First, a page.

A natural sandy
shore may appear dead, but is actually full of life if you take a
Sandy ecosystems may be found near the high water mark, as well as
on large sand bars that may form further away from 'dry land'.
What is sand? Sand is made up
of broken bits of rocks and shells and bones of sea creatures. Together,
sand grains form an entire galaxy of invisible life in the sand. Each
grain is surrounded by a thin film of water. Swimming about in this
film are microscopic lifeforms. These microscopic lifeforms are eaten
by tiny animals, which in turn are eaten by larger ones. Many food
chains on a shore depend on such humble creatures. In Singapore, the
sand grains of most of our natural shores are mostly made up of quartz
Sandy shores are often bare of seaweeds and seagrasses because the
shifting sand grains provide an unstable substrate and there is less
nutrients. But shores which are a little muddy or silty will have
Where are the animals? Underground!
Most sand-dwellers burrow deep into the sand to stay moist and cool
at low tide. Here, they are also safer from predators. Living in sand
is like living in moving sandpaper. Sand particles are abrasive and
move with the currents. Many sand dwellers thus live in protective
tubes or shells.
Home in the sand: A stretch of
natural sandy shores may be home to a vast variety of animals. On
the surface, the most obvious large animals may be peacock
anemones and carpet
anemones. You may also see busy fiddler
bubbler crabs and soldier
crabs. More placid sand
dollars and Common
sea stars may be just beneath the surface. As well as large Ball
sea cucumbers and tiny Button
shells. Burrowing deeper into the sand are a wide variety of clams,
as well as tubeworms.
Sometimes, you may come across 'craters'
in the sandy shore. These are believed to be created by sting
rays who stir up the sand during high tide in search for buried prey.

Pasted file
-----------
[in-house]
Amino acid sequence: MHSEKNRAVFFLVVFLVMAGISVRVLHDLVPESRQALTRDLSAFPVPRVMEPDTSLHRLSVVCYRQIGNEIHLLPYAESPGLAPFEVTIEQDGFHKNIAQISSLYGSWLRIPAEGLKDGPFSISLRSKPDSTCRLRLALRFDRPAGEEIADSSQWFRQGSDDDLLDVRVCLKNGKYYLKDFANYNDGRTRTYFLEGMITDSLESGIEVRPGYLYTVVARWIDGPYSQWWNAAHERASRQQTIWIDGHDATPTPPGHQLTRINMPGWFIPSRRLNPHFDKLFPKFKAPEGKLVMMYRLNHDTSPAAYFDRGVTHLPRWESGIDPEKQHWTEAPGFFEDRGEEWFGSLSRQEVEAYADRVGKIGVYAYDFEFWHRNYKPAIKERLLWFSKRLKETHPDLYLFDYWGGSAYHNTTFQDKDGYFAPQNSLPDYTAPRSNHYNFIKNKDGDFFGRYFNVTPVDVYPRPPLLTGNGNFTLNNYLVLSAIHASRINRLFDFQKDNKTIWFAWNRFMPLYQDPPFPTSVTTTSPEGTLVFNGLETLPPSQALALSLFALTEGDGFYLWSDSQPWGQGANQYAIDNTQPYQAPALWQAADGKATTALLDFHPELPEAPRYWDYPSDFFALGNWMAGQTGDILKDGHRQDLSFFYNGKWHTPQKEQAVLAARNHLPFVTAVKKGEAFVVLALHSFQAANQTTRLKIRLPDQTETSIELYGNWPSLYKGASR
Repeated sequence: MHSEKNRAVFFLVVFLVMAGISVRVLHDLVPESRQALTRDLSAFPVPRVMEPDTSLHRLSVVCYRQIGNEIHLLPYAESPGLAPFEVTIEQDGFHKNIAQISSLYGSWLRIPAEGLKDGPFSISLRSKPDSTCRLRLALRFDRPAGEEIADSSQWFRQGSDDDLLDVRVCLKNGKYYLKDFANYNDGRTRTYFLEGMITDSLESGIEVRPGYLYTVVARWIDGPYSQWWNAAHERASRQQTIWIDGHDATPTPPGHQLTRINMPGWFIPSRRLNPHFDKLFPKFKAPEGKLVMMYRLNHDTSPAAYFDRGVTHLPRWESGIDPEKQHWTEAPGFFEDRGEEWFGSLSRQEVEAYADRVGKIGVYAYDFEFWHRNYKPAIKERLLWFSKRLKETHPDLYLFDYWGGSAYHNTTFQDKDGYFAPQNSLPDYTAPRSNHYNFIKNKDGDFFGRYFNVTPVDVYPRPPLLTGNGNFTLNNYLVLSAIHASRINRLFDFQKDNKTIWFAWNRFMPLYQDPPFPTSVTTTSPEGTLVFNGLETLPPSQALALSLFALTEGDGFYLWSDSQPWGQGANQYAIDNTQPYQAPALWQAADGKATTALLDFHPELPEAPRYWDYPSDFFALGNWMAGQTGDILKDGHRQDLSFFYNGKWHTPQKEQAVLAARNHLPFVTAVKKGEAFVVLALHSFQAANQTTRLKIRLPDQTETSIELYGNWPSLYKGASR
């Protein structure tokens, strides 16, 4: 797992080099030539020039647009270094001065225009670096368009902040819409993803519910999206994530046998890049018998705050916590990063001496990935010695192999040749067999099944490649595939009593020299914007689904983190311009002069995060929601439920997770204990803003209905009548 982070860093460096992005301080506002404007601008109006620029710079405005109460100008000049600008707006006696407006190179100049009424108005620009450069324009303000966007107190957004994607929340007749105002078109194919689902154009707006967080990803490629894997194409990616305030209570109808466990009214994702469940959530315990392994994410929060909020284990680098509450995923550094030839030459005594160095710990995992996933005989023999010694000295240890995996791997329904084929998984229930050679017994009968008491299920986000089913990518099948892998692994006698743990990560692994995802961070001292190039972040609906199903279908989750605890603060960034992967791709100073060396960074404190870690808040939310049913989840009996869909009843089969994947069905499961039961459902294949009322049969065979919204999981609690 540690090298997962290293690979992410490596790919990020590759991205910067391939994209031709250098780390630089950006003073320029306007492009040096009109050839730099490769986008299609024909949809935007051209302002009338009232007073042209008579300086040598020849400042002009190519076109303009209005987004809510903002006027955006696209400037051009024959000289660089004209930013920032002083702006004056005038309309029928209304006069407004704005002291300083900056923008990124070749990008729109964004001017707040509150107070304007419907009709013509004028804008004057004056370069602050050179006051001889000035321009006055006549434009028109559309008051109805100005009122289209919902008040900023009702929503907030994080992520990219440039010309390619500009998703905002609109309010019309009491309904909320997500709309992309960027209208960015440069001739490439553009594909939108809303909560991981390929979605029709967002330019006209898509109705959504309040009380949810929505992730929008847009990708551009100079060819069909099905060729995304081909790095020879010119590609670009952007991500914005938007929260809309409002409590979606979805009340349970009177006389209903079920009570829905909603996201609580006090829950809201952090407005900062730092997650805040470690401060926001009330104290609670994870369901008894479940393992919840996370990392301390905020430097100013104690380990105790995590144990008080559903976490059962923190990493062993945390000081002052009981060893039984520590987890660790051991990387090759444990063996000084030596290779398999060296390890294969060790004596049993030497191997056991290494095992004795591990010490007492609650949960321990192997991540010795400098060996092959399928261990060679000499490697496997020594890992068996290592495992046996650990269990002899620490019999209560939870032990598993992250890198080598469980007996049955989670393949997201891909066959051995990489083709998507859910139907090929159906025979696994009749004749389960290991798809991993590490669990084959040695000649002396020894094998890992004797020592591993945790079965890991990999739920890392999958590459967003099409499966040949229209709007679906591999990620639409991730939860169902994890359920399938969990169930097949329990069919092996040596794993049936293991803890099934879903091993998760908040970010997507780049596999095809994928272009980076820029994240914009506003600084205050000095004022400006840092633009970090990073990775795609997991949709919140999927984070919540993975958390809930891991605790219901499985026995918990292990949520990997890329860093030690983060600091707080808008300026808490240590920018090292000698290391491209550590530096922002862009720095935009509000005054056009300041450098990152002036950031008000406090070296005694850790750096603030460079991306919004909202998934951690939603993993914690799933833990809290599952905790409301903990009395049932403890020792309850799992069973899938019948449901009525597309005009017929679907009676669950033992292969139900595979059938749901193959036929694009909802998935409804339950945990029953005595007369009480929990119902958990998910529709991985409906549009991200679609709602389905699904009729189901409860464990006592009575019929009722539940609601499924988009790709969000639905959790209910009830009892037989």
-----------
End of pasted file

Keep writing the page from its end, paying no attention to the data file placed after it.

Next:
Please be gentle when looking
at animals on the sand bar. Don't dig up animals, they may get hurt.
If you pick up animals found on or near the sand surface, be sure
to put them back exactly the way you found them.
Where can we explore natural sandy shores
in Singapore? There are few natural sandy shores left in
Singapore as most of these have been reclaimed.
Among our northern islands, there are natural sandy shores on Pulau
Ubin, the most famous being the one at Chek
Jawa. Also at Pulau Sekudu. Natural sandy shores can also still
be found on Sentosa,
Reefs. The sandy shores of Pasir Panjang (meaning 'long sandy
beach' in Malay) have been reclaimed and our container port is now
Most of the sandy shores on the mainland are reclaimed land. But after
many years, life has returned and these shores now have quite an interesting
variety of marine life. In the North, these include Pasir Ris (which
means 'narrow sandy beach' in Malay), Changi with a long stretch of
reclaimed land on the East Coast. Many of our Southern
islands also have sandy reclaimed shores.
may be found in vast
stretches of the sandy shore.
'Craters' left behind by feeding stingrays?
Chek Jawa, May 02
Thousands of tiny Button
snails may be
buried just beneath the sand surface.